I start thinking about the broader national power picture and how some of our leading morons recently managed to convince the chief morons of other countries at the G20 that it would be a good idea to build an 'infastrucha hub' here in Australia, a country where the lights go out every time the gods go bowling. In many ways, it's a classic Australian solution to a problem that would seem simple if only the people weren't. Get a bunch of educationally challenged suits who think they're important together in a room, wrap an enhanced finger buffet around it and you never have to think about how hard it is to bury a few power cables in the ground.

There really are big, tall (or perhaps short), terrible giants in (the) Sky. 

After twenty minutes, power is triumphantly restored to Larrikin's End. I schedule time to reset all my home devices and resume my seat in the cinema-slash-squash court. Ten more minutes pass as owner-slash guy takes advice from a group of animated and attentive under-fives as to where we were when everything went dark. Several spoilers later, we re-experience the giant crashing to the ground and make it to the end of the film without further interruption. The children are a bit baffled by the downbeat conclusion, (what happened to the Baker's Wife, Mummy?), but everyone goes away happy and there is rather a lot of spilt popcorn on the floor, adding to the heady sensory mix. Owner-slash-cleaner guy sighs and gets out the industrial hoover.

It is, as I'm sure you know by now, a fabulous film. Sondheim is Disney-proof and so cool now that every A-lister who's ever been one of the seven brides or brothers in a high-school production, wants to be in the film version of one of his shows. I've seen a couple of productions of Into the Woods and have the original Broadway version on VHS. Sadly, my player no longer works so I haven't watched it in ages.  Ditto Sunday in the Park with George - now there's a movie I'd like to see but please let's not have Johnny Depp as George. My favourite Sondheim musical is Company - mainly because it contains the best 11-o'clock number ever written (Being Alive). I saw the Sam Mendes production of it in London at the Donmar starring the divine Adrian Lester. I had a VHS of that as well as it was later shown on television. I guess I will have to buy them all again on DVD. Returning to the subject of things that really suck - constantly changing media formats anyone?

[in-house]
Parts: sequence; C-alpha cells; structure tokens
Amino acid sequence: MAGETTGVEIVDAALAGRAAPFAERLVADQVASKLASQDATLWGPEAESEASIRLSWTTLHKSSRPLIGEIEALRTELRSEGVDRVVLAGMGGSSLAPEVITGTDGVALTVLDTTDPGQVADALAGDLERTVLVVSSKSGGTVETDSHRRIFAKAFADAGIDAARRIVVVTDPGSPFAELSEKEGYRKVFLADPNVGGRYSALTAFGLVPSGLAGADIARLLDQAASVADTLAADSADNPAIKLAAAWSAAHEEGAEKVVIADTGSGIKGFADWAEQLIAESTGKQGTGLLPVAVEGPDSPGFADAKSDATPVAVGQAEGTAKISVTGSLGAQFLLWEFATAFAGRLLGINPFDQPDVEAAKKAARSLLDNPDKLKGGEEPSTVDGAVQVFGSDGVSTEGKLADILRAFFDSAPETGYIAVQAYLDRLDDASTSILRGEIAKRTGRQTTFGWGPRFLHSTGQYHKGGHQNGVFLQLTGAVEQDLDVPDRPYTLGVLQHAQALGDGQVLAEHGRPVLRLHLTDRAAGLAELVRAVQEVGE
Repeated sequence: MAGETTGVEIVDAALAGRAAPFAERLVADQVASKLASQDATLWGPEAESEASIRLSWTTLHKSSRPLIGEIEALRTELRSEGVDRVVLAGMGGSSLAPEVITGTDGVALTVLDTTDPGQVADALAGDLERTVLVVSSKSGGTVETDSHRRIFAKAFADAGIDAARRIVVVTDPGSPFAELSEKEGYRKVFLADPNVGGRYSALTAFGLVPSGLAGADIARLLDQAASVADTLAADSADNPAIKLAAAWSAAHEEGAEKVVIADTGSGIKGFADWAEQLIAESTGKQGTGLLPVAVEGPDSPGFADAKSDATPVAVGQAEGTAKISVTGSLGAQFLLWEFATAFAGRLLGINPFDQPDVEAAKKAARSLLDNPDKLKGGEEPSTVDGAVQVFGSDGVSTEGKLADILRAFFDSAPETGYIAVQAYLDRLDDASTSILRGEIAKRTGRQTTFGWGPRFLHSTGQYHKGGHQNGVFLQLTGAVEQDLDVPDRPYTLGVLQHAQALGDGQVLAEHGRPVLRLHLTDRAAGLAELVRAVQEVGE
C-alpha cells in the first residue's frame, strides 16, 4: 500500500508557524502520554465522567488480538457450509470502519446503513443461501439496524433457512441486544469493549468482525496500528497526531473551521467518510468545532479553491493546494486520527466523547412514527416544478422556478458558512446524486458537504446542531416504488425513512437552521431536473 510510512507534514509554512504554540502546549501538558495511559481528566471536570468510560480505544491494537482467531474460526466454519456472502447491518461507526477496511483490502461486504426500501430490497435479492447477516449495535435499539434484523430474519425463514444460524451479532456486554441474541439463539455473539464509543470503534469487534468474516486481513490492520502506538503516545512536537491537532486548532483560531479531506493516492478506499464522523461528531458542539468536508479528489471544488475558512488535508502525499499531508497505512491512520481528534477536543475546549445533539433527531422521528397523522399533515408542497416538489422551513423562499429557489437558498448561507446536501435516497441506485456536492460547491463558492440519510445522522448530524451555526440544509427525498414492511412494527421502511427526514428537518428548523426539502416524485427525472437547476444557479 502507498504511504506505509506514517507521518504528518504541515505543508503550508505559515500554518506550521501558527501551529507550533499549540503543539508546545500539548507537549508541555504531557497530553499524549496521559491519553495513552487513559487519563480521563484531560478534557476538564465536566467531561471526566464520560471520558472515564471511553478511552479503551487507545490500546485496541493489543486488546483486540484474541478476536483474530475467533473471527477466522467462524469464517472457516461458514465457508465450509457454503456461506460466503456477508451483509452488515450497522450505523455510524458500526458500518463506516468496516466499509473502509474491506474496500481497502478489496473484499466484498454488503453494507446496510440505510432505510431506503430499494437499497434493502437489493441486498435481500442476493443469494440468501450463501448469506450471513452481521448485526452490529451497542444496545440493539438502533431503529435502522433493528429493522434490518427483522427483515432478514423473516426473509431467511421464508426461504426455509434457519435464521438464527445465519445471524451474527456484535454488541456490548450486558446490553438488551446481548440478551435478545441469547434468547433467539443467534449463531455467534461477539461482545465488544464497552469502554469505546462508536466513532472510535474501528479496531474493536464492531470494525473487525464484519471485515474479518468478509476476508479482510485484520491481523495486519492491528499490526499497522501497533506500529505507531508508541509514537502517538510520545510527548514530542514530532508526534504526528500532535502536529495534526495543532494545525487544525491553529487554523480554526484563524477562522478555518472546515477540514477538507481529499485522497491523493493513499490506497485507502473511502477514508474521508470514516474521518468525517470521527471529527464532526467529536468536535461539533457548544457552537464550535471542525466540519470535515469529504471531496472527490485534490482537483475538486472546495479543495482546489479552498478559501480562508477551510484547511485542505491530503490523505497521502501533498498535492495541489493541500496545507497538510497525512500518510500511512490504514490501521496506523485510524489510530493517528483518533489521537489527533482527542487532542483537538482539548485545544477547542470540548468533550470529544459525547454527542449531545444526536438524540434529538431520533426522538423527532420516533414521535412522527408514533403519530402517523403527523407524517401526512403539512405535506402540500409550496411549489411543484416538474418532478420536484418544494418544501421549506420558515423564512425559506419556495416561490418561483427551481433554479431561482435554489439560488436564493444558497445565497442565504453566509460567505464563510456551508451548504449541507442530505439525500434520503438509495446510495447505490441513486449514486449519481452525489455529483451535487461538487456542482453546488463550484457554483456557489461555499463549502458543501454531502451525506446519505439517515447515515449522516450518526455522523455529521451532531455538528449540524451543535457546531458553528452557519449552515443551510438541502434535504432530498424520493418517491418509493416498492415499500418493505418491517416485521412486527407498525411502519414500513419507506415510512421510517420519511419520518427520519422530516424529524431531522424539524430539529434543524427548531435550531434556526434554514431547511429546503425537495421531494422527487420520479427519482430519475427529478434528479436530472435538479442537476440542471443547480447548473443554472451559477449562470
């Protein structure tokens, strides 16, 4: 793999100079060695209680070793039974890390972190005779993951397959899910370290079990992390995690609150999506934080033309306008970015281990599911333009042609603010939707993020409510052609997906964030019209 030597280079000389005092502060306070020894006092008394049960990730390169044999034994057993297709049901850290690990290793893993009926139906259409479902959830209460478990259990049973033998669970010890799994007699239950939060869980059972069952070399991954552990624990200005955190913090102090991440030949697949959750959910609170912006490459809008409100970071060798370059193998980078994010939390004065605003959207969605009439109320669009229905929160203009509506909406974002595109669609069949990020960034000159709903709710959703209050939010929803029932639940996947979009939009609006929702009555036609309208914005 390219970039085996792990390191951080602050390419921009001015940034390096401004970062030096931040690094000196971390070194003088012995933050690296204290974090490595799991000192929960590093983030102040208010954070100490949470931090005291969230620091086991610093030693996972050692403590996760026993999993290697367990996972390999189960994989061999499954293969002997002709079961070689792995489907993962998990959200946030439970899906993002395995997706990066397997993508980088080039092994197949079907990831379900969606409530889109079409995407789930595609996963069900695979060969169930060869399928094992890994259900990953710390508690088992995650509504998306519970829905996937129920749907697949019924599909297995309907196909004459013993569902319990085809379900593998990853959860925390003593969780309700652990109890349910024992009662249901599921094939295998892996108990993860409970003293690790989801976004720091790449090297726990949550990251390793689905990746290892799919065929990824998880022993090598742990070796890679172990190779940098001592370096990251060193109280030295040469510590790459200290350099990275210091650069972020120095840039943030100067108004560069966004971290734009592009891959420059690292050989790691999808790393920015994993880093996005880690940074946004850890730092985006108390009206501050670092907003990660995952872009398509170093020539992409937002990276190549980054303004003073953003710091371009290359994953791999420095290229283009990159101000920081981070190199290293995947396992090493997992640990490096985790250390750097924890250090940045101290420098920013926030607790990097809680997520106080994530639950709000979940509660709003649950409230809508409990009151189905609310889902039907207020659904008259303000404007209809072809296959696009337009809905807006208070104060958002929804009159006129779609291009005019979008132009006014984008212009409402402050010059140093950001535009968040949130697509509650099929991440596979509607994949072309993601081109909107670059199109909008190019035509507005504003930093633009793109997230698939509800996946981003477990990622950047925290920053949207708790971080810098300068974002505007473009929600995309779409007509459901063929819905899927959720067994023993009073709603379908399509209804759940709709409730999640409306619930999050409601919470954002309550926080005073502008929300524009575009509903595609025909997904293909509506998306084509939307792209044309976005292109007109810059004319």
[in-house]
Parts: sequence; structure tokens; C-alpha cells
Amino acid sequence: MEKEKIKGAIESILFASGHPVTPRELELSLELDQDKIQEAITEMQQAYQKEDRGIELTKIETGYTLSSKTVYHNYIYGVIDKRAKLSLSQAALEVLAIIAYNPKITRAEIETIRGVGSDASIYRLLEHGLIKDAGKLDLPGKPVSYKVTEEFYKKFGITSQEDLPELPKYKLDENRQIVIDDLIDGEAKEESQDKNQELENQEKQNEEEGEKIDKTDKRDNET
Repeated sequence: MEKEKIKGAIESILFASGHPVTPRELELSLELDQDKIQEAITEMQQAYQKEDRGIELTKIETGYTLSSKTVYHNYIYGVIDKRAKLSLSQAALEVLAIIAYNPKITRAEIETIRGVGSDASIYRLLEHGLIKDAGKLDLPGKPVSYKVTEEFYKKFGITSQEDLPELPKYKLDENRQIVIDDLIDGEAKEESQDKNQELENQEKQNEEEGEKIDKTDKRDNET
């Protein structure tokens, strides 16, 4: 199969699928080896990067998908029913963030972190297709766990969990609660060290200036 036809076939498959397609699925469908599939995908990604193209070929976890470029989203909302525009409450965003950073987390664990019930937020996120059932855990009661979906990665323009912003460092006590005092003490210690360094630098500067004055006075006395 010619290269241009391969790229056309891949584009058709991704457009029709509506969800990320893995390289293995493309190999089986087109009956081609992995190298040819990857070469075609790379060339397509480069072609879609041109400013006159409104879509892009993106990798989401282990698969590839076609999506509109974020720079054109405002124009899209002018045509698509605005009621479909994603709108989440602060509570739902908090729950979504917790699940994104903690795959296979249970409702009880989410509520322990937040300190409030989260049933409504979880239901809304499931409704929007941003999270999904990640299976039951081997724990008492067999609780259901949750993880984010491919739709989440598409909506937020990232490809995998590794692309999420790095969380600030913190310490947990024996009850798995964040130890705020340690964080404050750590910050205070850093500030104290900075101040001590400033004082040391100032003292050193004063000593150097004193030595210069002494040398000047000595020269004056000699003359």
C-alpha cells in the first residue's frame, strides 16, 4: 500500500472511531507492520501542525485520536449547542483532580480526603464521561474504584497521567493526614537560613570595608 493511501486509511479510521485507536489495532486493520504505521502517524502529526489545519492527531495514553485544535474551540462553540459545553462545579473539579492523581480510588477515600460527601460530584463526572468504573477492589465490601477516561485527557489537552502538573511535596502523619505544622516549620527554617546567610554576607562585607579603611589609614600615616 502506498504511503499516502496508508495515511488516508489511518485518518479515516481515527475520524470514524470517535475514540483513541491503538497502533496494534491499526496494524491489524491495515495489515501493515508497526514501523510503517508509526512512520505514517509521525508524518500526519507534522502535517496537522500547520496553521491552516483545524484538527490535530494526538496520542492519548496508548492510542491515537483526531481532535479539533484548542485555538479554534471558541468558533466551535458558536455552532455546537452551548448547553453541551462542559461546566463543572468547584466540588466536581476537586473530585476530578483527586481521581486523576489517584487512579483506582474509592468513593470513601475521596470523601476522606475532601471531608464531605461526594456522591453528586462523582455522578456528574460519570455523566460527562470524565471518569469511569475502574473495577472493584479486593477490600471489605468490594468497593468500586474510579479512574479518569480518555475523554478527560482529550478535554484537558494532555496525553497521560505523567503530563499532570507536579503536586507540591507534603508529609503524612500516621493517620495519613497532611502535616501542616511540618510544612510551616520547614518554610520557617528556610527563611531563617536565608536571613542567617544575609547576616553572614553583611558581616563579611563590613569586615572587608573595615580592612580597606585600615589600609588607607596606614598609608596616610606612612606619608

After a few post-movie glasses of Chardonnay, I remember that I gave Niece Pants a copy of the Broadway version of Into the Woods when she was really little. I remember that it's always been a favourite of hers and how she loves the Sweeney Todd movie. I remember my own childhood and how I always latched onto the subversive and musicals often gave you that surreptitiously. I think about how engaged those little kids were with the movie we've just seen - something I would never have known if the power hadn't gone out. And I sense hope. As long as children are exposed to Sondheim's view of the world, all cannot be said to be lost.

Must go now and reset all the appliances that like to tell me what time it is otherwise they might retaliate by overcooking the lasagne or something...

Tuesday, December 23, 2014

The same only different

Holiday face-off by Pants

I'm on holiday which means I'm doing what I usually do, just in a different order and at different times of the day and in a place far, far away from Larrikin's End. Some things I do slightly less of (drink wine, eat toast), and other things I do slightly more of (exercise, watch television, talk to other people).

The most dramatic change is that my day shifts forward by about five hours. Instead of commencing at 10am with a leisurely cup of Taylors of Harrogate Yorkshire blend, it begins at five with an elderly shuffle accompanied by an excitable Bichon Frise called Louis. When I'm in Queensland, I automatically wake at ten minutes to five. Ten minutes is all I need to poke in a pair of contact lenses and throw on some jogging rags, shoes and a hat. By the time we return at six, there is already enough heat in the day to fry eggs on our foreheads. Some body clock, huh.

Staying with Ma Pants means that I must adhere to a strict routine or find myself sitting on the settee in a recreation of a Monty Python sketch (I got up at five o'clock, made myself a cup of tea, looked out the window and I've been sitting here for seven hours...). It's not that Ma Pants is inert, it's just that time seems to go into free fall if I don't organise it rigidly but discreetly. As she is 85, she doesn't have a lot to do, whereas I have an entire lifetime's worth of unfinished projects to be getting on with. It's a situation that needs to be carefully managed. There are psychological factors in play, of which more later.